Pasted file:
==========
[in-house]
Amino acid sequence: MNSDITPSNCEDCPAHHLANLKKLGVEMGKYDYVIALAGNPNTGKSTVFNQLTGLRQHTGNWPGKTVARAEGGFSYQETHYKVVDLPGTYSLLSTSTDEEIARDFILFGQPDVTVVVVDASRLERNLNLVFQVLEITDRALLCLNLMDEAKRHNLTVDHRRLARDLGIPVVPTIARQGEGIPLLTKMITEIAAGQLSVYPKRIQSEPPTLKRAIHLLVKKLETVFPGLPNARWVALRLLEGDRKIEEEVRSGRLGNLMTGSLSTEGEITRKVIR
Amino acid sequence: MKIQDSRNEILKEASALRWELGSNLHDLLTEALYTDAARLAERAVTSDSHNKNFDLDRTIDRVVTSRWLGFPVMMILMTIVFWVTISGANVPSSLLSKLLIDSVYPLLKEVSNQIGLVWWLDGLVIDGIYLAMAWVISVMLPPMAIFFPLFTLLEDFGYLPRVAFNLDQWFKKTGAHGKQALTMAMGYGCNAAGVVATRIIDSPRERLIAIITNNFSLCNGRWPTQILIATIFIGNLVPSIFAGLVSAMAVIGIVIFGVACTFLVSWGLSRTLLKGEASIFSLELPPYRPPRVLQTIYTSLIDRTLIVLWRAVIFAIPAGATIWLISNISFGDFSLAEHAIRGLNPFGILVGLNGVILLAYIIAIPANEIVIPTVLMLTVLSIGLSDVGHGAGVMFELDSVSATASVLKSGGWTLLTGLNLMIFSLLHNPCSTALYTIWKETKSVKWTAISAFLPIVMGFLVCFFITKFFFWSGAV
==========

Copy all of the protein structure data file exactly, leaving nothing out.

[in-house]
Amino acid sequence: MNSDITPSNCEDCPAHHLANLKKLGVEMGKYDYVIALAGNPNTGKSTVFNQLTGLRQHTGNWPGKTVARAEGGFSYQETHYKVVDLPGTYSLLSTSTDEEIARDFILFGQPDVTVVVVDASRLERNLNLVFQVLEITDRALLCLNLMDEAKRHNLTVDHRRLARDLGIPVVPTIARQGEGIPLLTKMITEIAAGQLSVYPKRIQSEPPTLKRAIHLLVKKLETVFPGLPNARWVALRLLEGDRKIEEEVRSGRLGNLMTGSLSTEGEITRKVIR
Amino acid sequence: MKIQDSRNEILKEASALRWELGSNLHDLLTEALYTDAARLAERAVTSDSHNKNFDLDRTIDRVVTSRWLGFPVMMILMTIVFWVTISGANVPSSLLSKLLIDSVYPLLKEVSNQIGLVWWLDGLVIDGIYLAMAWVISVMLPPMAIFFPLFTLLEDFGYLPRVAFNLDQWFKKTGAHGKQALTMAMGYGCNAAGVVATRIIDSPRERLIAIITNNFSLCNGRWPTQILIATIFIGNLVPSIFAGLVSAMAVIGIVIFGVACTFLVSWGLSRTLLKGEASIFSLELPPYRPPRVLQTIYTSLIDRTLIVLWRAVIFAIPAGATIWLISNISFGDFSLAEHAIRGLNPFGILVGLNGVILLAYIIAIPANEIVIPTVLMLTVLSIGLSDVGHGAGVMFELDSVSATASVLKSGGWTLLTGLNLMIFSLLHNPCSTALYTIWKETKSVKWTAISAFLPIVMGFLVCFFITKFFFWSGAV